The female flower has 6 perianth lobes, an ovary with a single functional carpel, and a stigma with three lobes.
All these are enclosed by two or three bracteoles.
Rudimentary stamens are also found in the female flower.
The odorless flowers of the soil palm are usually wind-pollinated, although they are also known to be pollinated by insects.
After pollination, fertilization takes place.
The ovaries of the female inflorescence develop into a large compact bunch which may contain more than 1,000 fruits.
Each fruit is a drupe, about 2.5 to 5cm long and 2 to 2.5cm in diameter.
The pericarp of the drupe is made up of three layers – an outer epicarp, a middle mesocarp which is fibrous ad oily, and an inner stony endocarp or shell.
The latter encloses one seed known as the kernel. When the fruits are ripe, they become red with a persistent dark brown stigma.
The ‘nut’ consists of a hard shell, or endocarp, and a kernel.
There are fibers running longitudinally from one end of the shell to the other, and they end in a tuft at the base.
Each ‘nut’ has three germ pores, but only one is functional.
The kernel is composed of layers of hard oily endosperm and a test.
The test is dark brown in color and is also covered with fibers.
Embedded in the endosperm is a tiny embryo, about 3mm long.
Germination and Growth
The germination and healthy growth of the oil palm tree require hot temperature, water, and soil rich in nutrients.
The developing embryo of oil palm seed has only one cotyledon that does not grow into a green photosynthetic organ.
It remains below the surface of the soil during germination.
Within the seed, the cotyledons develop and grow into a spongy absorbent organ called the haustorium.
It draws upon the food reserve in the endosperm, dissolves the food, and passes it on to the plumule and radicle, the growing parts of the embryo.
As the seed germinates, the embryo emerges from the germ pore.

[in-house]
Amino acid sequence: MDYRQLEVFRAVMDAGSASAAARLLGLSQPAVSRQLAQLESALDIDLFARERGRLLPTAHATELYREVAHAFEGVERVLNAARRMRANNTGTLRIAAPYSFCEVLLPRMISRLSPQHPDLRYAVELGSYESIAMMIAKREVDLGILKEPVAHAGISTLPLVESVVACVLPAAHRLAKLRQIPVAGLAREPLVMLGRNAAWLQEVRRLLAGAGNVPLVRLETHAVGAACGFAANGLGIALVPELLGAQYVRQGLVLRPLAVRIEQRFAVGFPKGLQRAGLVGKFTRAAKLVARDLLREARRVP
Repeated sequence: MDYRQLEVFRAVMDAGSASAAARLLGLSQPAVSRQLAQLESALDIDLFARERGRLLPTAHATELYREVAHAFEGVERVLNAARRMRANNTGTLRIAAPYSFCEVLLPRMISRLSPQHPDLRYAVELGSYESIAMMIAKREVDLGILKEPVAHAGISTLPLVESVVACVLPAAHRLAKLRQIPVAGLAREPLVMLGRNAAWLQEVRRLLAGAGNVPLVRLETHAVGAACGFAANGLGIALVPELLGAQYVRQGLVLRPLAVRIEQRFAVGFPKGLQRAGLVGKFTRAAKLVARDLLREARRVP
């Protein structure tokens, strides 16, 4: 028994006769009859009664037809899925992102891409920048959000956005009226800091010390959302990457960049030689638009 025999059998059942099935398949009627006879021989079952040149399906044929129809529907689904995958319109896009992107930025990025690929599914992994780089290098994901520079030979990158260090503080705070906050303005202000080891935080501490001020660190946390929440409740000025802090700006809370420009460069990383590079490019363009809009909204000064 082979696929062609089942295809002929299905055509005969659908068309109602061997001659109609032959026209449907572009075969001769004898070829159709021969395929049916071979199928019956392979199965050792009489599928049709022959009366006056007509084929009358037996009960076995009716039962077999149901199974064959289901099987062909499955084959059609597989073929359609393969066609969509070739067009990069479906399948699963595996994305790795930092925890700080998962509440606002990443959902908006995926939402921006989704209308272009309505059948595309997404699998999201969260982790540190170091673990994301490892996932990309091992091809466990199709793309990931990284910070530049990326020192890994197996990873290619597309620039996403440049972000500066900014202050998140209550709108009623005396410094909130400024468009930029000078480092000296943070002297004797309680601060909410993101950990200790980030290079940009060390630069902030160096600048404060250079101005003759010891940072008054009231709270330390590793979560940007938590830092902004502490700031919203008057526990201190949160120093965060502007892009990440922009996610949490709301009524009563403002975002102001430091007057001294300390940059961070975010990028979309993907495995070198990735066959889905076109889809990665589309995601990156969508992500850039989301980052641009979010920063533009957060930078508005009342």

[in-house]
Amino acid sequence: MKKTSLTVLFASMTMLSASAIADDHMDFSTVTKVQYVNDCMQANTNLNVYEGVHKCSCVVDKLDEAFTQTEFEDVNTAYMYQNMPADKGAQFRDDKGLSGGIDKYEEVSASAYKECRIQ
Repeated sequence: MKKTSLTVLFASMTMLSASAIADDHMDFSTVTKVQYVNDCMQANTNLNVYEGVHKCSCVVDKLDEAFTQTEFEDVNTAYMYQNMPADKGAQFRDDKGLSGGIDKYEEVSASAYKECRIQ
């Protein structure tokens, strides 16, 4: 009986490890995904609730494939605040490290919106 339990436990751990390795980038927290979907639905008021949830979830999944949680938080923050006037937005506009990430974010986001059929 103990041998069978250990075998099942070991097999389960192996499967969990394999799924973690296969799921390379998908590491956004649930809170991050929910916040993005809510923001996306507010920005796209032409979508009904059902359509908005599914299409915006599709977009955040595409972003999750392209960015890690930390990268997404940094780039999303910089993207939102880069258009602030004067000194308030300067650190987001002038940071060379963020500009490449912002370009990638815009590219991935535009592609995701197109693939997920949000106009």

The radicle grows out first in a downward direction, while the plumule follows by growing upwards.
The shoot system then develops from the plumule and the root system from the radicle.
The shoot grows in the width at first. It produces large leaves at its apex and adventitious roots at its base.
The stem takes several years to attain its maximum girth, after which it begins to grow in height rapidly.
The rate of growth of the oil palm depends on the environment.
Under the extreme shade, the growth is very slow, but under normal plantation conditions, the average increase in height will be from 30cm to 60cm per year.
The oil palm flowers from August to October. Each inflorescence takes about eight months to produce ripe fruits.
Harvesting takes place from April to June.
Commercial palm oil is extracted from the fibrous, oily mesocarp.
Palm kernel oil is extracted from the oily endosperm of the kernel.
Both palm oil and palm kernel oil are extensively used in the manufacture of margarine, cooking oil, confectionery fat, cooking fat, and soap.
Palm oil is also used in the processing of tinplating.
Palm kernel cake, the meal after the extraction of oil, is a good cattle feed.
In many parts of West Africa, the oil palm is tapped for wine which is consumed largely by the urban dwellers and villagers.
The wine contains Vitamin A to the African natives who use the oil for cooking.
The dried leaves of the oil palm are used for thatching the roofs of houses; the petioles and rachises for fencing.